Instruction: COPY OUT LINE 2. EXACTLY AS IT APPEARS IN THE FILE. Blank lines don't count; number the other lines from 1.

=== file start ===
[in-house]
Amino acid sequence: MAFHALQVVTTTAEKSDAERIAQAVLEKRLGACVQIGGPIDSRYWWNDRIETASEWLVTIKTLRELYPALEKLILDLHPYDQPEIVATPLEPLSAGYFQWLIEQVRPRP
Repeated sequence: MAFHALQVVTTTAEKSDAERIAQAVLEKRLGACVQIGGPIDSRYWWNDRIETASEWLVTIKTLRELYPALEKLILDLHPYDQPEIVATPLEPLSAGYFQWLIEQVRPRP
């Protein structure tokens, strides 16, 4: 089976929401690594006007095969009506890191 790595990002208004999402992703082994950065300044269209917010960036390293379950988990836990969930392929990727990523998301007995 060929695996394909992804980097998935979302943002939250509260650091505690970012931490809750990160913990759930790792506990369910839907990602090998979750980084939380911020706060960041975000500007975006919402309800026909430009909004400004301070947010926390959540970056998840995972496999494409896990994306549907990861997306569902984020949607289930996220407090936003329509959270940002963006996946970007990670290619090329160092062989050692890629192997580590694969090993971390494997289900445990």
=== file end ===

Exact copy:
Amino acid sequence: MAFHALQVVTTTAEKSDAERIAQAVLEKRLGACVQIGGPIDSRYWWNDRIETASEWLVTIKTLRELYPALEKLILDLHPYDQPEIVATPLEPLSAGYFQWLIEQVRPRP